How Many people Does it Take to Screw in a Lightbulb? On the Ownership of Experience, or Who Can say What to Whom, When?

Art Papers March/April 1997 Issue 2

The following article and the relay of responses and rebuttals it inspired first appeared in Art Monthly, a contemporary art journal based in England. Although these writings originally dealt with primarily with permissibility and control and investigated incidents of censorship, the Art papers staff was struck by their underlying debate of on the "ownership" of the cultural symbols in question. These excerpts raise important questions regarding an artist's use of images based in his personal, cultural history that were objectionable to viewers from outside that culture.

A Case History: Social Control and Permissibility (1) By Francis Frascina and Jonathan Harris.

(In) an exhibition of work produced by staff from the Department of Visual arts, titled 'Multiaccentuality,' held in Keele University Art Gallery recently╝Alan Schechner intended to include two works. Taste of a Generation, computer animation and video explores connections between the Holocaust and mass Industrialization. Main themes are Adolf Hitler's admiration of Henry Ford and the role of Nazi propaganda films and advertisements. By making extensive use of the computer's ability to morph objects and images. This animation draws a link between the means of mass production as developed by Ford to assemble millions of motor cars, and the means of mass destruction implemented by the nazis to exterminate millions of people in concentration camps such as Auschwitz, Belsen, Buchenwald and Treblinka. Schechner's video raises important questions about modernity, modernization, and ideology. The second related work, a photomontage called "Self-Portrait at Buchenwald: It's the Real Thing" was prompted by a visit to the Yad Vashem Holocaust museum in Jerusalem. Visitors walk around the silent, sacred rooms of the museum, viewing evidence of Nazi atrocities visited on a previous generation, while less than fifteen miles away Palestinian children play in open sewers. Behind barbed wire armed Israeli soldiers from a present generation of Jews look on. Schechner's two works were intended to be part of an installation to include a 6x 4ft. Print of called "Self-Portrait at Buchenwald: It's the Real Thing", a conveyor belt and the video/animation Taste of a generation. With less than a week go to the opening of the exhibition, Schechner received a phone call from a representative of RS Laboratories, Manchester╝ informing him that the Laboratories could not proceed with what they described as the advertisement without the explicit approval of Coca-Cola plc. Schechner had montaged his self-portrait, holding a can of Diet Coke, in front t of a photograph of prisoners in a Nazi concentration camp. Bewildered, Schechner attempted to explain that this was an artwork, not an advertisement. He also tried to clarify the ideas behind the photomontage and to describe the context in which it was to be shown, only to be told that the photo processing company did not share his "artistic sensibilities." Finally, he asked if it was actually the Holocaust image that was the reason for their unwilling ness to print the photomontage and not, as they had claimed, simply the use of the Coca-Cola logo. He was informed that the photomontage had been passed around the office, was deemed to be "sick" and "disturbing" and that there had been an "office decision" not to print. Clearly this decision had been taken at a very late stage. Was this a collective democratic decision about the morality of acceptable images to be printed in the workplace or an act of suppression on the grounds of unconscious or conscious fears about politicized images? Clearly, one vital issue here is the distinction between the role and functions of visual representations and actual events The two are not synonymous nor necessarily casually linked. We must in all this remember that representations - visual, verbal, oral - retain the possibility of transgression; the possibility of providing critical knowledge, awareness and insights about, and interventions in, the conditions that produce social, political and psychological marginalization and repression.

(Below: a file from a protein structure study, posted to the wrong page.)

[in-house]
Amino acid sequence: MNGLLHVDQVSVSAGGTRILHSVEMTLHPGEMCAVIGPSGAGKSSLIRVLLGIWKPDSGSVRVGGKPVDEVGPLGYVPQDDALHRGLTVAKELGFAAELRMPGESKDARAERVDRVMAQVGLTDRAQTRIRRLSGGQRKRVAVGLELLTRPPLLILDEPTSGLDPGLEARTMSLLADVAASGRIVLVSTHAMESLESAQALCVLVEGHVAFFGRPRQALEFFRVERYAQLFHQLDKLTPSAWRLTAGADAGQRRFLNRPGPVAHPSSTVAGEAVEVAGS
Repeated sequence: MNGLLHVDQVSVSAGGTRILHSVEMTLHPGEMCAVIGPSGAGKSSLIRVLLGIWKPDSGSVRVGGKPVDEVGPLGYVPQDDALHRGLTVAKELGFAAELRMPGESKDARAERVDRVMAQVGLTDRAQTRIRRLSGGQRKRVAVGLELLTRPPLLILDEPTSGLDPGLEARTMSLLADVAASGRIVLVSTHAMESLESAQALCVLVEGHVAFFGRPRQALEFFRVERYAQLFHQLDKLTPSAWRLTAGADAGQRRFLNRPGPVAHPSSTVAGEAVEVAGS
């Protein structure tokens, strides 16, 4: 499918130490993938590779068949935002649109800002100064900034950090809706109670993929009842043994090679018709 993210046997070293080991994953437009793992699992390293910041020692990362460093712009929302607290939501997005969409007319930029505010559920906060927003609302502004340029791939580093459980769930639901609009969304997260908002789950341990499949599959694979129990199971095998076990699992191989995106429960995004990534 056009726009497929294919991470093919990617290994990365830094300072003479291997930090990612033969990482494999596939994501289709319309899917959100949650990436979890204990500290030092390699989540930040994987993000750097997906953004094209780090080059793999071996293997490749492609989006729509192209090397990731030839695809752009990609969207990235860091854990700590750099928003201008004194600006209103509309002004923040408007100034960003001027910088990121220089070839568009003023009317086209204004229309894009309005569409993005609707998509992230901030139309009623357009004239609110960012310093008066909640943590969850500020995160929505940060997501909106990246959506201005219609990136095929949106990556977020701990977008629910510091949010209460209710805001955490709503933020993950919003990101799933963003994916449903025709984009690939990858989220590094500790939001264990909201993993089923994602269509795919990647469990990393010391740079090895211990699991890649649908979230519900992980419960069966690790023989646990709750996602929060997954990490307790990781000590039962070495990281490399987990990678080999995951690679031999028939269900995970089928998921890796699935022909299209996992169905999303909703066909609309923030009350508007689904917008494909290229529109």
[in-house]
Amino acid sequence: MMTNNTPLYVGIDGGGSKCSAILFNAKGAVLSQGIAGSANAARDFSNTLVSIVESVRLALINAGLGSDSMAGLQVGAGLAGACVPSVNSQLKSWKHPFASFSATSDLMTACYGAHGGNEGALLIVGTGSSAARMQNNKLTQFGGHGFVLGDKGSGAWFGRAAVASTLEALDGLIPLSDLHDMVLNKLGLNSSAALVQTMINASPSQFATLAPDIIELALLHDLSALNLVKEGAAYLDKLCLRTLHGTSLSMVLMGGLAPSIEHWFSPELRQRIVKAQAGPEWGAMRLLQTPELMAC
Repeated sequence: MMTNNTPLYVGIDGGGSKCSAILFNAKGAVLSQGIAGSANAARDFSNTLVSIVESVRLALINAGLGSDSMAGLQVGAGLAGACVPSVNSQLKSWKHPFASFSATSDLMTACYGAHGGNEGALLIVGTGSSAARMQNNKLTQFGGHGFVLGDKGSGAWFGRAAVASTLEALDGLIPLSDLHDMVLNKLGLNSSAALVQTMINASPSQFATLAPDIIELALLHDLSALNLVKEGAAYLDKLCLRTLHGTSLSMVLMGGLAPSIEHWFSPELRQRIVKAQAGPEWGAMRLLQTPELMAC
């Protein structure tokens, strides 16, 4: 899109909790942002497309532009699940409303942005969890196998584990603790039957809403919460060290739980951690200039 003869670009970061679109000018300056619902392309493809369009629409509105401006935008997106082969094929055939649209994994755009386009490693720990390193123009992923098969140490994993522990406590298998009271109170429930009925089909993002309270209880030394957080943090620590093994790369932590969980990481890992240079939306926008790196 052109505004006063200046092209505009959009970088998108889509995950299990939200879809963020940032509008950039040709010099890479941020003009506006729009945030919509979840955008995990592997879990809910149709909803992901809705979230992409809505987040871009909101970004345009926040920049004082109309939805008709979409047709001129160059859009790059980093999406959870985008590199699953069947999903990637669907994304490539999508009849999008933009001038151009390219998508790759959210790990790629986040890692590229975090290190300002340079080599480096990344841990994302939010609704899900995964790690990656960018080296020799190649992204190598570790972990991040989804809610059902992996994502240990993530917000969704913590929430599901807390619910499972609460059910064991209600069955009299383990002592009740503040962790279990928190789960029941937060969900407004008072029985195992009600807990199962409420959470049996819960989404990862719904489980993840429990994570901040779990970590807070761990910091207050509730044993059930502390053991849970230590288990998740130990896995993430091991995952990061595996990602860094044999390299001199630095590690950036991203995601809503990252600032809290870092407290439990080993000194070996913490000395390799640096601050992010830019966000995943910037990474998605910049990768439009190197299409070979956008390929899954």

A Reply: Whose Image is it Anyway? (2) By Valerie Reardon

More relevant to the debate is the question of ownership of photographic images of ourselves - alive or dead - and the meanings which those images can be made to serve. Who has the right arbitrarily to exploit another person's image, which is by its very nature as an image disallows subjective enunciation? I agree with the author's statement that Alan Schechner's work "raises important questions about modernity, modernization and ideology" and it is on this precise terrain that I intend to challenge its rectitude. Schechner's photomontage shows us the image of a round-faced man (whom I assume to be the artist) dressed in a striped shirt and holding a Diet Coke can. He is positioned as if included within a group of male prisoners in a Nazi concentration camp. A barbed wire X crosses the entire surface and the words -"Without Artistic Sensibilities" in gothic (Nazi lettering (- are written across the top. The conjunction of text and image implies some related meaning but to whom does the text refer? The artist? The prisoners? The Nazis? The central presence of the Diet coke disturbs me. As the icon of weight-conscious Westerners, its juxtaposition with the gaunt faces of the prisoners reinforces ambiguity and signals the artist's ironic stance. It is explained that the work "was prompted by a visit to the Yad Vashem Holocaust Museum in Jerusalem. Visitors walk around the silent, sacred rooms of the museum, viewing evidence of Nazi atrocities visited on a previous generation, while less than fifteen miles away Palestinian children play in open sewers. Behind barbed wire armed Israeli soldiers from a present generation of Jews look on." This statement confirms the dangerous paradox inherent in photography which is that that, while its transparent nature stands in for the "real", it's nature as an image/object facilitates emotional distance by consistently maintaining the people or events depicted as always positioned in the (forgettable) past. For the artist, the children in the sewer occupied real time and space thus producing in him and emotional charge, which triggered the latent anti-Semitism evident in the montage (3). Schechner "handles" his feelings about the Holocaust by inserting himself in the picture while at the same time asserting his difference with the symbol of coke [sic] can. The implications for our society of the Holocaust as perpetuated by educated and civilized men in a systematic and bureaucratic manner have yet to be fully elaborated and facile images such as Schechner's only help to reinforce the cultural suppression of its meaning. Furthermore, the appropriation of Holocaust imagery with it's absence of names or stories not only decontextualizes the image, thus opening it to ambiguous meanings, but also confers the power of ownership onto the appropriator by self association with the maker of the image. And it is doubtful that it was a prisoner who had the camera. The work of art now has new meaning. It is no longer about the freedom of the gaunt-faced prisoners (if it ever was); it is now about Alan Schechner and his freedom to use whatever image he desires for whatever uses he desires it to serve.